Design Landing Content that Provides Clarity Through Multimedia
When it comes to delivering a message to a global audience, a picture does indeed speak a thousand words. Make sure your review profiles, social profiles, and site are saturated with photos and videos that further clarify concepts and ideas that may get lost in translation. Pay particular attention to the photos and videos loaded to your TripAdvisor page, as they feed not only to your English-based profile but also to all of your global foreign-language profile.
Be Detail-Oriented in Product and Service Descriptions to Ensure Customer Expectations Are Met
When it comes to writing responses to English-speaking reviewers and shoppers around the world, more is definitely more. Take the time to provide content-rich responses that tackle their experiential concerns, with the idea that your response is serving as a guide for future guests and customers.
By suggesting that you expand on how you respond to your reviews, we are not saying that you use complicated language. We are asking, instead, that you learn to paint a picture with words that can be understood by everyone, everywhere.
Respond in the Context of the Reviewer’s Culture
Engaging with a global audience demands that you move away from ethnocentricity. Take time to understand cultural context, and draft your responses appropriately. If the culture is heavier on etiquette, then by all means, use it.
In a similar vein, if the reviewer has written a review in a more casual tone, then align your response to his or her tone while remaining respectful and professional. Looking at the user profile is likely to give you clues regarding the person’s locality, and equip you to deliver a response that takes into account cultural context.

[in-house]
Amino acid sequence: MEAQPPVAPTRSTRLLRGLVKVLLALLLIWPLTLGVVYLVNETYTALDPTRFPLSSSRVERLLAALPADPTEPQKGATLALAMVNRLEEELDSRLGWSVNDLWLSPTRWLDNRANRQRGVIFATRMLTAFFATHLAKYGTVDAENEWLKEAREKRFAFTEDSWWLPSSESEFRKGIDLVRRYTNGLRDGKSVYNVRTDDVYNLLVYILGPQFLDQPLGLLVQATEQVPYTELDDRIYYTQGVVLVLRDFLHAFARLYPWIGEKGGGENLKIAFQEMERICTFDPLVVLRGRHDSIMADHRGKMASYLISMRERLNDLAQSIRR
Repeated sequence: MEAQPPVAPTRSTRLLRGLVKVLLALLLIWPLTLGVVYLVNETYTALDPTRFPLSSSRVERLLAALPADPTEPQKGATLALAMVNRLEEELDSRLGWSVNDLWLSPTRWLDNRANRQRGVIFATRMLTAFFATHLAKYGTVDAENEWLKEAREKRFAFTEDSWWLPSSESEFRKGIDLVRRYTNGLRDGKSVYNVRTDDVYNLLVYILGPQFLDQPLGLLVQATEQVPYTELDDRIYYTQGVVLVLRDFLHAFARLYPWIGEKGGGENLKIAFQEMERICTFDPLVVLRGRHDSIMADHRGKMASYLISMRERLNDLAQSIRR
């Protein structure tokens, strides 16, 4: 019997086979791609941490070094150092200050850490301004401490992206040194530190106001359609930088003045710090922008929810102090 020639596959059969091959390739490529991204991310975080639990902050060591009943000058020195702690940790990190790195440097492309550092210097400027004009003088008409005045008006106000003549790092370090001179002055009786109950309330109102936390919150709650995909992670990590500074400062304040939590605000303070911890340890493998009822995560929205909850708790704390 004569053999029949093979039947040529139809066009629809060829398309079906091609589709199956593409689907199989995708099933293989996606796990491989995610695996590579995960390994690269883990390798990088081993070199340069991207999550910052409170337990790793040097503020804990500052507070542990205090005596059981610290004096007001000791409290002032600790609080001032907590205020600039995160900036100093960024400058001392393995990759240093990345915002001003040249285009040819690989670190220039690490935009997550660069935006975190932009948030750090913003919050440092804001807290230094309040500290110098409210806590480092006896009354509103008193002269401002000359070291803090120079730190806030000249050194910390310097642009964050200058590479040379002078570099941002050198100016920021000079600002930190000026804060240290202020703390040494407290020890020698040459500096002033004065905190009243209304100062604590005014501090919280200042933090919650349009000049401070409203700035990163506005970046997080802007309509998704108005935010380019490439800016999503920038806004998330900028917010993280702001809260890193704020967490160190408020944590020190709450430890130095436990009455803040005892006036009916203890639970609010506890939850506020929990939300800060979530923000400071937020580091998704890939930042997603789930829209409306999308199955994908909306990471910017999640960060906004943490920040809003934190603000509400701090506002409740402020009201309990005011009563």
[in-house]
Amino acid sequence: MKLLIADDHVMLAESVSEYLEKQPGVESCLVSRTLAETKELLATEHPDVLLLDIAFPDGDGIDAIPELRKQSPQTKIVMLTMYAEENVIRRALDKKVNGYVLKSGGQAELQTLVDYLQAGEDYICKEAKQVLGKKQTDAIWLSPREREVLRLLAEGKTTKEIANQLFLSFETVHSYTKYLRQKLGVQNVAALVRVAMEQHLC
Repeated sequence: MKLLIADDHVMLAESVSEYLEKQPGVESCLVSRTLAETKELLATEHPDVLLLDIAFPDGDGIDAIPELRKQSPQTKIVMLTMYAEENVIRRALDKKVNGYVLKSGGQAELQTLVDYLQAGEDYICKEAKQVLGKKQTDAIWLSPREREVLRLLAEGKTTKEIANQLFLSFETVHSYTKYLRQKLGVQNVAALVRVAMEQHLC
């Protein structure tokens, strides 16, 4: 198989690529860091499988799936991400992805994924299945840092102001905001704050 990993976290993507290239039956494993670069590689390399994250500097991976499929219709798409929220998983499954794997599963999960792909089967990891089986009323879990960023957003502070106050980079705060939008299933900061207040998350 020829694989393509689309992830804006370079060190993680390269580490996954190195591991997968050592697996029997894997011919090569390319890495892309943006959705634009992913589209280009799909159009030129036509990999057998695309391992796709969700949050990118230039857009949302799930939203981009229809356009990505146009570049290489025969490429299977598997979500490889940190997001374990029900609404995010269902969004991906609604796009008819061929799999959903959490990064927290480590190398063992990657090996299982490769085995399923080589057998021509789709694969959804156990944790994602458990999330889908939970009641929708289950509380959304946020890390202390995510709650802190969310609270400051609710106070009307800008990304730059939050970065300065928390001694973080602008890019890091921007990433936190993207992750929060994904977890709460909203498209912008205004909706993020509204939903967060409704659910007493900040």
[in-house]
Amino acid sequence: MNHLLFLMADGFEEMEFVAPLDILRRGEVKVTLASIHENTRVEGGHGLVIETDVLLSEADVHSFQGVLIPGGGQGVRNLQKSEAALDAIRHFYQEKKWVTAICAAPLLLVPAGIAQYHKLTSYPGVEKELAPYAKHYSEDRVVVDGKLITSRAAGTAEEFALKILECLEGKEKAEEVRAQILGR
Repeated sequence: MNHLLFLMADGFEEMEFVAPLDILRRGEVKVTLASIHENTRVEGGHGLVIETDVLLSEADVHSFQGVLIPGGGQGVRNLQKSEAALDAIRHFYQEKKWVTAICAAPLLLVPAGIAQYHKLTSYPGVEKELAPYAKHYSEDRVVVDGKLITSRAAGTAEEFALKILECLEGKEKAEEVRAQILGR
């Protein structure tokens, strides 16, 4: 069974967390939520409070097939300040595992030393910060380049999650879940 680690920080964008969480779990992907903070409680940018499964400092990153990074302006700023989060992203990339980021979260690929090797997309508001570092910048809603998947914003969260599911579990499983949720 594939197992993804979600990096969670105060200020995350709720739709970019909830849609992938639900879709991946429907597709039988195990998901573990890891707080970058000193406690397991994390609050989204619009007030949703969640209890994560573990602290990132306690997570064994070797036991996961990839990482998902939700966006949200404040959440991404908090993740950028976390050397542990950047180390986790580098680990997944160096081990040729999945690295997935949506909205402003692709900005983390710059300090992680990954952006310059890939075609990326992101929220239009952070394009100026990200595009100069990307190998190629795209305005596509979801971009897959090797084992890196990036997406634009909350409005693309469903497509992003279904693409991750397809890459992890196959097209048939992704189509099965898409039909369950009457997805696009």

Refrain from Colloquialism and Local References When Drafting a Response
While you still have the responsibility to be the expert on your locality, you may want to be sensitive with how you respond to a reviewer. Using colloquialism diminishes your message by making it inaccessible to a global readership. When responding to all of your reviews, seek to use neutral, simple, and professional language that conveys across languages and cultures. The only exception is the incorporation of words intended to provide clarity to the reviewer, by using terms that make sense in their context.
Use Your Response to Leave SEO Breadcrumbs for Foreign English-Based Searches
Take advantage of your review responses as an opportunity to leave SEO breadcrumbs for searches conducted from countries outside the United States. To achieve this, some of your descriptors should help provide clarity to foreign shoppers, and include words that they are likely to use when conducting an English search for services and products such as yours.
By adopting a global perspective to reputation management, you can expand your marketing reach with little or no investment. If you are a hotel, restaurant, or attraction in a tourist-heavy market, then this might be a great move to take your lead generation to the next level.